However, Africa is facing a severe shortage of coronavirus test kits, medicines, face masks and other personal protection equipment. We are therefore working with the WHO, Africa CDC and various world leaders to mobilise international support for Africa, to enable the flow of vital supplies into the continent and to significantly increase local production in African countries.
We have established an African Union COVID-19 Response Fund, to which AU Bureau members have already committed $12.5 million. Funding to the Africa CDC, which is driving the continental health response, will be increased, with an additional $4.5 million already committed.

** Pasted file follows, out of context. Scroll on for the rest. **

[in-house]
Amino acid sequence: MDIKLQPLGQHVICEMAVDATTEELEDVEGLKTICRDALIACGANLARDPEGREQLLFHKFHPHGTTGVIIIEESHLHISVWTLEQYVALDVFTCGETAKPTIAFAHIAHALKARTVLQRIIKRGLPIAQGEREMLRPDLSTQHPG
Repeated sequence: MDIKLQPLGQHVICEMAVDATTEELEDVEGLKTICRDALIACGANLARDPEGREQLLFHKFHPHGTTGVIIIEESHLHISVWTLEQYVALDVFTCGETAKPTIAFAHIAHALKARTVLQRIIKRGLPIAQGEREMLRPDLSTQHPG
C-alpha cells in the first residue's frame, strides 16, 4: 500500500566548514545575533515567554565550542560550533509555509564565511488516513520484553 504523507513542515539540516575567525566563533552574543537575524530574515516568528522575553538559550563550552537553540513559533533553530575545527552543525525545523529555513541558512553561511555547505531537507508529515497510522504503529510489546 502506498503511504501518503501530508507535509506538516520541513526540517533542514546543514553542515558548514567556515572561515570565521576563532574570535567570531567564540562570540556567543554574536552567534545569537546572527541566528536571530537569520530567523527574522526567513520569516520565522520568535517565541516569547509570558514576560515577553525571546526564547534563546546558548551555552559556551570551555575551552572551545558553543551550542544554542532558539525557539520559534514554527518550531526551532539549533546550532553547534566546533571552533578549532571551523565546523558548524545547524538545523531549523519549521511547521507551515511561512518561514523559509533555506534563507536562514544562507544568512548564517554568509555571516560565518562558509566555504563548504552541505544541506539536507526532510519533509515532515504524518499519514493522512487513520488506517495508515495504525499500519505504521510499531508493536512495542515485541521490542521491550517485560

Africa cannot do this alone. During the virtual summit of G20 leaders late last month, I raised the need for financial and logistical support for Africa’s response. Given the substantial toll this pandemic is already taking on African economies, the assistance that will be needed could run into billions of dollars.
A number of measures have been proposed by the AU Bureau, including a comprehensive stimulus package for Africa. This could include debt relief in the form of interest payment waivers and deferred payments. This would free up much-needed financial resources now that national budgets are being reprioritised to support the coronavirus response.
This is really a time when not just the G20 countries but other international partners and financial institutions need to practically demonstrate their commitment to supporting developing economies in Africa and around the world.